The CV of the Borrower.   The person borrowing the money should really have a good idea of what they’re doing.  And if it’s your first property development venture and you are considered a novice, it’s an excellent idea to work with someone else who does know what they’re doing.  Obviously this is a bit ‘catch-22’, you can’t borrow the cash until you’re experienced, and you can’t gain experience because you can’t get the cash.  No one said it was easy; do your homework, plan the project (especially the finances) well, take advice from a building contractor/Building Surveyor/Architect so that it’s less likely you will go far wrong.  This is what the banks are looking for.

Don’t take on too big a project before you’ve gained experience.  Most successful property developers start their new careers by carrying out very light renovations to properties that just require a bit of updating and tidying.  This way the developer gains experience, and begins to accumulate more capital (hopefully).  It’s important to learn what works well, and what doesn’t.  It makes a big difference to your decisions when it’s your money going into a project.

Don’t expect to borrow heavily against your first project.  This point is probably quite an obvious one in the current financial climate; however it’s an important point.  There are financial advantages to borrowing against a property development, but fine-tuning the gearing is something to concentrate on when you are experienced and running a larger project/portfolio.  Banks are beginning to be slightly more flexible in their lending criteria, however you really should be able to invest at least 25% into a project and also have enough in reserve to cover a part of the early construction phase and contingencies.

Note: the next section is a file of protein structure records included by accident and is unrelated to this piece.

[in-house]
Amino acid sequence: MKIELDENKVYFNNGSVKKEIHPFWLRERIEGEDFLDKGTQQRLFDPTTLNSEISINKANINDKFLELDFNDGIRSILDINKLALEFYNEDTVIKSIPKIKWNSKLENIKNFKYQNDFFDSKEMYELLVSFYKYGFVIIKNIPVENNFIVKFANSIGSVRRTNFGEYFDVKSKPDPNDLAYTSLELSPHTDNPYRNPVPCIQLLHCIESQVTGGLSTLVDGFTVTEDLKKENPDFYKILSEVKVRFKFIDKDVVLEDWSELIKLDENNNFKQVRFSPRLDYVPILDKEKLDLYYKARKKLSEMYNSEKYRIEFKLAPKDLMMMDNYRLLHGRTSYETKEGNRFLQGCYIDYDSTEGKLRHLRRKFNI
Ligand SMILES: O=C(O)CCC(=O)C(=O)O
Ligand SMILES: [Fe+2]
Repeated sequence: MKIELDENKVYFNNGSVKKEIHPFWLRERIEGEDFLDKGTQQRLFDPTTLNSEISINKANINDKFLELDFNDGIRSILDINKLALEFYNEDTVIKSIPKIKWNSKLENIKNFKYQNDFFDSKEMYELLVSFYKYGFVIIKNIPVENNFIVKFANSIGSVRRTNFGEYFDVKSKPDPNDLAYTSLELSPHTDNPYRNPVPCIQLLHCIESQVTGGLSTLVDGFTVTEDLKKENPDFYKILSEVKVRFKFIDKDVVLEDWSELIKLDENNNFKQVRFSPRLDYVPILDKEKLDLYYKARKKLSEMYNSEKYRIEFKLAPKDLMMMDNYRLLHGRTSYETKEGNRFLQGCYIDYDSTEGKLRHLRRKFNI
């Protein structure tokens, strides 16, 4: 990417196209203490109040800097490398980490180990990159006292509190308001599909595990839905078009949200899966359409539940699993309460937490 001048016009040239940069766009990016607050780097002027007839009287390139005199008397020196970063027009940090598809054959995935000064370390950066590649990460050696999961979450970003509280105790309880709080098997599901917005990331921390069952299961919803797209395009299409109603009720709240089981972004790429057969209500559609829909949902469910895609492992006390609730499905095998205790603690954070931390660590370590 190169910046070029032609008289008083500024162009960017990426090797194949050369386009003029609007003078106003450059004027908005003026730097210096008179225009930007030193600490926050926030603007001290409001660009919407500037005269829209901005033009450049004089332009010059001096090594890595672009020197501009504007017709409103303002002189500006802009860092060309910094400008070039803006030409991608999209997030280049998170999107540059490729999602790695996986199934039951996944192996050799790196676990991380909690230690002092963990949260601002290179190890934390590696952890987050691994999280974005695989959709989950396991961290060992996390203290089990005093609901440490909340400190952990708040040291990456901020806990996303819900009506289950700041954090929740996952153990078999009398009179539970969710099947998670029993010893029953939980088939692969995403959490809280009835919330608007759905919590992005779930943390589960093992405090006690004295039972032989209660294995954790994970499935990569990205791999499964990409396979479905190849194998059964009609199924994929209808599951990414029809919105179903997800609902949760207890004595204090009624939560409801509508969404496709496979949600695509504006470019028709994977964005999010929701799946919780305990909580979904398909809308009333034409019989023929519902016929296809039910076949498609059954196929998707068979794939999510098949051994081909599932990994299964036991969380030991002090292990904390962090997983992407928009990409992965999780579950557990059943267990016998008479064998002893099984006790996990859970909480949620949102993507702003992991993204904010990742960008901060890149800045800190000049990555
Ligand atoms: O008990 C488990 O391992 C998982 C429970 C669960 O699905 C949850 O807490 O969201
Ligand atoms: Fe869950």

It’s important to see the banks point of view when approaching them for finance.  They are in a powerful position, and it is vital that the developer/investor convinces the bank they represent a low risk.


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Creating a Property Development Contract with your Builder

Many private property developers aim to save money by carrying out some of the construction work themselves.   This can often be very successful, and usually depends upon the competency and persistence of the developer.  However, it also depends a lot on the developer having the time to do the work.  It’s fine if the novice developer does not have to do a ‘normal’ job every weekday and can just concentrate on the construction/alteration works.  Most developers, when beginning their ventures though have to juggle a day-to-day job and run their property ventures in their spare time.  I can assure you from experience that having a full-time job and having to squeeze in work on another property in the evenings, weekends and holidays will test your motivation and persistence.  In short, it gets quite stressful.

Apart from the obviously increased expense, it usually makes a lot of sense to get builders in to do the work for you (or at least the majority of it).  The larger the project, the more benefit there is.

Where to start though?  All developers will at some point come to this stage.  Knowing that substantial outside help must be secured, but not quite knowing what to do first.

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The first step is to decide exactly what needs to be done to the property.  On smaller projects where the work will only amount to a few thousand pounds (such as very minor alterations) the route will be different to larger projects of hundreds of thousands or even millions.  On small projects it’s more likely the developer will have a good idea of what work they require the builder to carry out.  It’s very important to write this down, placing it in logical steps.  An example of this might be:

  1. Lift Patio area to rear of property (state the extent of this if possible).
  2. Re-route/prepare drains for foundations to comply with Building Regulations.
  3. Dig and lay suitable foundations in preparation for extension.
  4. Construct double-skin brick/block extension to full property height in accordance with planning conditions, tying bricks and blocks in with existing structure.

This list in its entirety should be concluded with important points, for example ‘all associated excess material and refuse to be removed from site upon completion’ and ‘all appropriate Building Regulations to be complied with’.